Triumph and the Rhetoric of Power in Italian Renaissance Art For Henri Zerner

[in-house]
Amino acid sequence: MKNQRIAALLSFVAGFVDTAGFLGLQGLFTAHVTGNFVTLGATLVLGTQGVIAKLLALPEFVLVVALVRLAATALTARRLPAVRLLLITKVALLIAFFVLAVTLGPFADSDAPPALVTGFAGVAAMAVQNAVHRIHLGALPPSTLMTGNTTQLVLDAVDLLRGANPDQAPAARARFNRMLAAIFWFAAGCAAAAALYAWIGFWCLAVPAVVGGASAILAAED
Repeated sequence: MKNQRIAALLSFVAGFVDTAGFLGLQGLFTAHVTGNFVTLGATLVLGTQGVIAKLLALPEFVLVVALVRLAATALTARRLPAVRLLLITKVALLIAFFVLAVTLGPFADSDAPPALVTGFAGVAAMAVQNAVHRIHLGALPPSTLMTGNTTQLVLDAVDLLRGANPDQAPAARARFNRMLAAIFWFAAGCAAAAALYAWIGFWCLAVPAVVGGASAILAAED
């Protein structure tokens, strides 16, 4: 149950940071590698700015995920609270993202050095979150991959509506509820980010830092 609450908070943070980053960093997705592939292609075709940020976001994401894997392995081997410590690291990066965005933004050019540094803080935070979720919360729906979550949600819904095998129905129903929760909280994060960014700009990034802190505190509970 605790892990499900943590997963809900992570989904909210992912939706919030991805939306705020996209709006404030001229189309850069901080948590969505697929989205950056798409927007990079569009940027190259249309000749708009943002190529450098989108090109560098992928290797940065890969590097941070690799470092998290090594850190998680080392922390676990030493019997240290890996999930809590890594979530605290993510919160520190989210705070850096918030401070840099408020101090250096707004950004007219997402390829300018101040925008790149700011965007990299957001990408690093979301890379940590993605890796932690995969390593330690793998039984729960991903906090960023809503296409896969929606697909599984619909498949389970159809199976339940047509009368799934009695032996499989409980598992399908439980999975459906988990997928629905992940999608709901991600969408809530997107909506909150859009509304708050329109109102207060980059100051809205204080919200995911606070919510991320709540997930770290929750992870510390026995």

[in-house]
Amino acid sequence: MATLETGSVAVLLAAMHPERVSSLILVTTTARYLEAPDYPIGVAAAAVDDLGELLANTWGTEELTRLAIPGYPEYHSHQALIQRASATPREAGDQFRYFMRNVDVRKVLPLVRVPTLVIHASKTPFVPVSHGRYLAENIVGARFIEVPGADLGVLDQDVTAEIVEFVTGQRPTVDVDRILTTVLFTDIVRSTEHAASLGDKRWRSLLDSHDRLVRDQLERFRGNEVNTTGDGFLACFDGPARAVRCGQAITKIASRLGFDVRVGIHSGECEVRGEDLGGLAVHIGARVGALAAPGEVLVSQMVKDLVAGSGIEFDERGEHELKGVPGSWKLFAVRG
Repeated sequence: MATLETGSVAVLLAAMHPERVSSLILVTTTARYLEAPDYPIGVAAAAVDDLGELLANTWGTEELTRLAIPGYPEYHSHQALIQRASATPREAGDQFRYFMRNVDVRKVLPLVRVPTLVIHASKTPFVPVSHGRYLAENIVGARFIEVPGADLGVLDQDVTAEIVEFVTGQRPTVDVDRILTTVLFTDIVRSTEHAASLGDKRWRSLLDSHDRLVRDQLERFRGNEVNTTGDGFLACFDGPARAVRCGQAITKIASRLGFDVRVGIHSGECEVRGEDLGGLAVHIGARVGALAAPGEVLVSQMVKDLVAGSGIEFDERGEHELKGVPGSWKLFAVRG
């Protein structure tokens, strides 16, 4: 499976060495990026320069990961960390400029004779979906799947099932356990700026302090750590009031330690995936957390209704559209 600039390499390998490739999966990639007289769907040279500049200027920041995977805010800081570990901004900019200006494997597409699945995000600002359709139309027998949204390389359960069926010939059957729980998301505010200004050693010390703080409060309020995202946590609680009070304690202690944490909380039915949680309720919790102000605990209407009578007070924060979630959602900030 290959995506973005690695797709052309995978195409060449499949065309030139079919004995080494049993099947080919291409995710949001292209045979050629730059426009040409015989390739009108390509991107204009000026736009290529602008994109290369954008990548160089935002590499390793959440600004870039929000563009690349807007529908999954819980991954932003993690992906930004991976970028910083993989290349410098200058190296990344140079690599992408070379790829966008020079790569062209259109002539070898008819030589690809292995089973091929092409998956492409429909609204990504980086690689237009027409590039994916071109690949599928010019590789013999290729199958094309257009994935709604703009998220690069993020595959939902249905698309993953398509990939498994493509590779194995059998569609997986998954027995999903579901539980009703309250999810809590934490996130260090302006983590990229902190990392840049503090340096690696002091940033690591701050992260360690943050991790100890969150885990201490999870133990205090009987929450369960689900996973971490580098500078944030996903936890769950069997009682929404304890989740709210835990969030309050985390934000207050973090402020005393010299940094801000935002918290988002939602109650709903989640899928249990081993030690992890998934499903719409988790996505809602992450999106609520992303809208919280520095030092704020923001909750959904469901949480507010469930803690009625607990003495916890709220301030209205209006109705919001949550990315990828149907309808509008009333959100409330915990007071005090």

Given the pervasive imagery of triumph in medieval art, literature, and church ceremony, it is wrong to credit Renaissance Italy with a new focus on Christian triumph. 1 Instead, fifteenth-century Italian patrons, humanists, and artists stripped triumph of its medieval vocabulary, its immaterial glitter, its knightly imagery of crusading, medieval armor, and jousting, its abstract, static enthronement and coronation. 2 Without losing the hieratic qualities inherent in all triumph, the new forms were more dramatic and naturalistic and depended on Roman and early Christian examples. As Patricia Leach has shown, Donatello's David, which reinvented the beautiful, nude hero for religious art, closely paralleled the contemporary Florentine humanistic revival of Cicero's and Lactantius's praise for the divine beauty and proportion of the human body. This rhetoric allowed humanists to reinterpret the Imago Dei not just as a spiritual resemblance, but as a visible, physical similitude, a true image. Such comments came in the new literary genre on the dignity and freedom of mankind. 3 By the time of Michelangelo's Creation of Adam, itself the perfect expression of the new Imago Dei, heroic nudity had become fundamental to a new, classically triumphal Christian aesthetic. 4 The dominance of this imagery - at once a style and an iconography - is clear in the Roman High Renaissance avoidance of despicable, "anti-triumph" themes such as the crucifixion. This contrasts sharply to Northern Europe where artists and writers rhetorically elaborated the shameful ugliness and defeat of the Passion. 5 When the suffering Christ did appear in Italian art, as in Michelangelo's Roman Pietà or Sebastiano's Flagellation, it was elevated through physical beauty into an image of resurrectional triumph over carnal disfigurement and death. Occasionally, Italian artists developed a more dramatic, processional imagery of Christian triumph seen in Titian's woodcut Triumph of Faith and in depictions of papal entries. 6 The new drama and naturalism is clear in comparison with the fixed, hieratic images of medieval Christian triumph found in Petrarch's Trionfo dell' Eternità and continuing into Savonorola's Triumphus crucis (Florence, 1497). Savonarola's scholastic image descends anagogically from the uppermost sacred invisibles (the glorified Trinity and Ecclesia) to the cross-carrying, bloody Christ crowned by thorns, to the sacraments evoked by the liturgical instruments at his feet, to Mary, to the patriarchs, prophets, apostles, preachers, and church officials below, and finally to the "throngs of numerous enemies who fight the church with all their might". 7 The hierarchies are cosmological, ecclesiastical, eschatological, and artistic, both in the old idea that corporeal images lead the beholder-reader to "the most holy and invisible" things and in the victory of the true images of Christ, Mary, and the sacraments over the "fallen, broken, and crumbling state of the images and statues of the idols" flanking the enemies of the church. 8